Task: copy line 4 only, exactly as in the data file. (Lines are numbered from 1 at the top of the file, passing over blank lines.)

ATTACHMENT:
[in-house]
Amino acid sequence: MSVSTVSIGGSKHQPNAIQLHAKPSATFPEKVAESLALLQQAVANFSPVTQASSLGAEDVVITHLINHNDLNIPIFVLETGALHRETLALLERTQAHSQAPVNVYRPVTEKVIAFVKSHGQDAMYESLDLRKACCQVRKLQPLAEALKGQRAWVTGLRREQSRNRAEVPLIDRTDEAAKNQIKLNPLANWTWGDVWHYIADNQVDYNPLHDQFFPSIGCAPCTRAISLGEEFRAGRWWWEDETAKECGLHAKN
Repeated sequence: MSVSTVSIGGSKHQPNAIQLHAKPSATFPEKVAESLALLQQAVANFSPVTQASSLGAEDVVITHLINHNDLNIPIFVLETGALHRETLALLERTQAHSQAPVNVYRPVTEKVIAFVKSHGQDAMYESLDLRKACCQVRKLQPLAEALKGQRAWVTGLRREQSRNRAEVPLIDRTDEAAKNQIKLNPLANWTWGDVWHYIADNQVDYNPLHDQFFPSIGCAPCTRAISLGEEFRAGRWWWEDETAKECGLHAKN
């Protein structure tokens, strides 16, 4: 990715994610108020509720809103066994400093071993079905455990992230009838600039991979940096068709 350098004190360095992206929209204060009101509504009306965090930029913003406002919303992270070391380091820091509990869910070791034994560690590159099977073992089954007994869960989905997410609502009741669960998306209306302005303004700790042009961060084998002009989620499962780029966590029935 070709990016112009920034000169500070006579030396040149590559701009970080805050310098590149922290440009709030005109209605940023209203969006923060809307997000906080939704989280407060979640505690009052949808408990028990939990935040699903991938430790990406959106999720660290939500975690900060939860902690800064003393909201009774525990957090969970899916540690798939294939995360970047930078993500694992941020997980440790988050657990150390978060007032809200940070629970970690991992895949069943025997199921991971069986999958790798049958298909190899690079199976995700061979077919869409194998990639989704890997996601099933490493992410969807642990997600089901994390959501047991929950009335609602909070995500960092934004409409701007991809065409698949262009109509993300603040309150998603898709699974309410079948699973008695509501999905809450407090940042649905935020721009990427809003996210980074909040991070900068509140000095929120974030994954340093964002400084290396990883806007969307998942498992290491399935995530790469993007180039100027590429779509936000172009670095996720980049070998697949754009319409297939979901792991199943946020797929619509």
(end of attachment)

């Protein structure tokens, strides 16, 4: 990715994610108020509720809103066994400093071993079905455990992230009838600039991979940096068709 350098004190360095992206929209204060009101509504009306965090930029913003406002919303992270070391380091820091509990869910070791034994560690590159099977073992089954007994869960989905997410609502009741669960998306209306302005303004700790042009961060084998002009989620499962780029966590029935 070709990016112009920034000169500070006579030396040149590559701009970080805050310098590149922290440009709030005109209605940023209203969006923060809307997000906080939704989280407060979640505690009052949808408990028990939990935040699903991938430790990406959106999720660290939500975690900060939860902690800064003393909201009774525990957090969970899916540690798939294939995360970047930078993500694992941020997980440790988050657990150390978060007032809200940070629970970690991992895949069943025997199921991971069986999958790798049958298909190899690079199976995700061979077919869409194998990639989704890997996601099933490493992410969807642990997600089901994390959501047991929950009335609602909070995500960092934004409409701007991809065409698949262009109509993300603040309150998603898709699974309410079948699973008695509501999905809450407090940042649905935020721009990427809003996210980074909040991070900068509140000095929120974030994954340093964002400084290396990883806007969307998942498992290491399935995530790469993007180039100027590429779509936000172009670095996720980049070998697949754009319409297939979901792991199943946020797929619509």